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Monday, September 7, 2015

The Rotary Foundation and Rotary Club Membership: Colleagues or Contenders?

The Rotary Foundation (TRF)    TRF needs donors to carry out its mission.  So it must ask itself:  Why do people donate?  On a basic level, the reasons people donate fall into three general categories:
  • Pure altruism:  They value the social good done by the charity.
  • Impure altruism:  The value they get (good feeling) by doing something good through their charitable giving.
  • Ego Altruism:  They want to show off to others how generous they are.
TRF donors are primarily members of local Rotary clubs and Rotary clubs that organize projects and raise funds for TRF.
    When it comes to the emotions behind why donors contribute to charitable organizations there is a thin line between receiving value (feeling good) about doing so and feeling guilty about not doing so.  Those who are made to feel good usually continue their support; those who feel guilty ultimately shut out any messaging.  Most people donate because their heart impels them to, not because their brain says they should.  They are moved by stories to which they can relate, not by goals and statistics.

Membership    Rotary International (RI) needs clubs to advance the Object of Rotary.  Clubs need members so they can keep their charter.  So everyone must ask:  Why do people join?    On the basic level, they want: 

  • A problem solved,
  • The membership experience to be positive, and
  • The experience to result in relationship-building opportunities.
When people pay dues to become members, they expect that the organization will help them satisfy the reasons they joined.  RI research shows that members join and stay in Rotary clubs to build friendships and make local impacts.  If clubs continually satisfy their members' reasons for joining by delivering positive experiences, Membership will most likely remain stable or increase. 

Colleagues or Contenders   
 Have Rotary clubs and Rotary Membership been colleagues or contenders in bringing TRF to be a premier charitable organization?  Colleagues, without question! TRF evolved as an attribute that Membership used to help advance the Object of Rotary, concentrating primarily on the fourth object.  Without Rotary clubs and their members, TRF could not have reached the pinnacle upon which it sits today.  It has an endowment that would allow it to remain in existence, but without its worldwide network of Rotary clubs and Rotary Membership, it would no longer have the infrastructure needed to efficiently carry out its mission, nor over 1.2 million potential advocates.
     Has TRF been a colleague or contender in building Rotary Membership?  RI's and TRF's communications in magazines and social networks speak and show the results of the many projects and programs funded by TRF and the relationship-building experiences Rotarians have had.  TRF also has a unique system that encourages local clubs to use SHARE funds (commonly called District Designated Funds or DDF) to assist in making local impacts.  So yes, TRF has been a colleague of Membership.
     But let's examine the colleague - contender relationship a bit closer.  RI and Membership flourished before TRF was created and could continue to flourish without TRF.  As a condition of membership, it is against the United States Internal Revenue Service Regulations for any organization to require members to support a 501c3 charitable organization.  RI's Code of Policies (5.050.7) prohibits clubs from requiring members to support TRF.  Therefore, neither Rotary clubs nor Membership can be required to support TRF.  Anyone, Rotary Member or not, can financially support TRF.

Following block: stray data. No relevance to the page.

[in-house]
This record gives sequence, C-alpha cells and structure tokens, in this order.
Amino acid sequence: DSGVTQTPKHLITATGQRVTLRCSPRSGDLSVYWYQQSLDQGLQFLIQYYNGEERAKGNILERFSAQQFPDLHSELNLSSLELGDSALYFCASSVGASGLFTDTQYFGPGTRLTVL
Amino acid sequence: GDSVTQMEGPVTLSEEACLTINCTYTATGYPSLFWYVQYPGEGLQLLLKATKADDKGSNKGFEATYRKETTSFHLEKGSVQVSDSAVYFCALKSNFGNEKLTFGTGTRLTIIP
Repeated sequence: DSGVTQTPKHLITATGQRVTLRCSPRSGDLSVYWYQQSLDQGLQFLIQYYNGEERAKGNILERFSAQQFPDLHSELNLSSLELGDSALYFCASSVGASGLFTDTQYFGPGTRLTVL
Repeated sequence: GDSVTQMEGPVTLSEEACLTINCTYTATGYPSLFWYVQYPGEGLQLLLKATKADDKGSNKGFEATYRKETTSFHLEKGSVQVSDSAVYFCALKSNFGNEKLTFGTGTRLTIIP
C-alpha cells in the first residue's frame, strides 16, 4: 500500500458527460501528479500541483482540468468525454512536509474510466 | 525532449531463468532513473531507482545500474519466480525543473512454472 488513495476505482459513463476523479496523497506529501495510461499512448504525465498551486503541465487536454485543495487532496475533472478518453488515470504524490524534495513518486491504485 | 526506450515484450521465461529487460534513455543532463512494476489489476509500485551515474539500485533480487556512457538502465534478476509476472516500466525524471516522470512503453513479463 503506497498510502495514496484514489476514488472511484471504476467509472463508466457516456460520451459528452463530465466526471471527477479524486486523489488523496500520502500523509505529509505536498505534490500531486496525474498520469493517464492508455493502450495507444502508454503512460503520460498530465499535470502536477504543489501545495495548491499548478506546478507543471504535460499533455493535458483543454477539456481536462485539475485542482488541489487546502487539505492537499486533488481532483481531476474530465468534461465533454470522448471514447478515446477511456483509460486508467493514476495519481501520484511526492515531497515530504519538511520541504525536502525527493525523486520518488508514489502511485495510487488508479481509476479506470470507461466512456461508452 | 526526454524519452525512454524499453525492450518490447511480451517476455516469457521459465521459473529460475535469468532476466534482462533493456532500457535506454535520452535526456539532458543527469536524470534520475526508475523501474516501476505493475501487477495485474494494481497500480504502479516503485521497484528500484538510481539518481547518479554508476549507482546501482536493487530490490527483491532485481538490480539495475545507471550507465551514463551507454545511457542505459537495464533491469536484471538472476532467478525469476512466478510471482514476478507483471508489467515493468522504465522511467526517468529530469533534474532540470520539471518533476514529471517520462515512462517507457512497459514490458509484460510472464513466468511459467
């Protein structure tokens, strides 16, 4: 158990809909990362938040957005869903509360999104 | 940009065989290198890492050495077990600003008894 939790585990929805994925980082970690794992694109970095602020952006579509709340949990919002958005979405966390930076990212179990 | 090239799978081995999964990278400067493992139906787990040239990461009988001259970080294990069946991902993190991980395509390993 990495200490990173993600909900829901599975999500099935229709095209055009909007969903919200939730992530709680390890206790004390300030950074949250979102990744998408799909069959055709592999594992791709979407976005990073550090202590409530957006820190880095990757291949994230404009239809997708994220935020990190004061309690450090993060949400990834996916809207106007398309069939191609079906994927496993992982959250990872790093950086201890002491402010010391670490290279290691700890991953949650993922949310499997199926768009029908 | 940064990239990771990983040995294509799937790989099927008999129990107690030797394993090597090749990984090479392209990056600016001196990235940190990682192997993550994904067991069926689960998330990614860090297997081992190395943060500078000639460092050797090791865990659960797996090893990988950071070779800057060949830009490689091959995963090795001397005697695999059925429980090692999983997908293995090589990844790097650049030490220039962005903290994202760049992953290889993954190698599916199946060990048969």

TRF, on the other hand, would have a questionable future without Rotary Membership being a colleague.  Increasingly affluent organizations like TRF often assume that they do not have to be creative.  They instead tend to concentrate on improving what they are already doing; on how they can maximize their resources.  This causes them to get better and become more efficient at accomplishing what they are doing instead of improving the value of what they are doing to those who make it possible for them to do what they are doing - their supporters 
     TRF, like any charitable service organization, sets requirements on how its funds can be used. Setting fundraising goals is a common business practice.  But when goals (appealing to business brains) replace stories (appealing to donors' hearts) major problems arise.  There was a time when Rotary leaders went club-to-club telling stories about how a $100 donation to TRF furnished safe drinking water for a small school in Bangladesh; books for classrooms in Kenya; an artificial limb so a man in Haiti could work and support his family; where a $150,000 TRF grant furnished access to safe drinking water for a million Nigerians.  These personal club-to-club story telling visits have been replaced with zone institutes and district seminars that tell touching stories few local Rotarians ever hear; stories that inspire and encourage leaders to set and strive to attain fundraising goals; to be tops in their zones and districts in TRF contributions.  Some districts have set giving standards before its clubs can use TRF funds (DDF) to make local impacts. 
Perceptions and non-verbal communications transmit powerful messages What perception regarding The Rotary Foundation and Rotary Membership Colleagues or Contenders question is being delivered to members whose primary purpose for joining a local Rotary club is to make friends and impact their local community?

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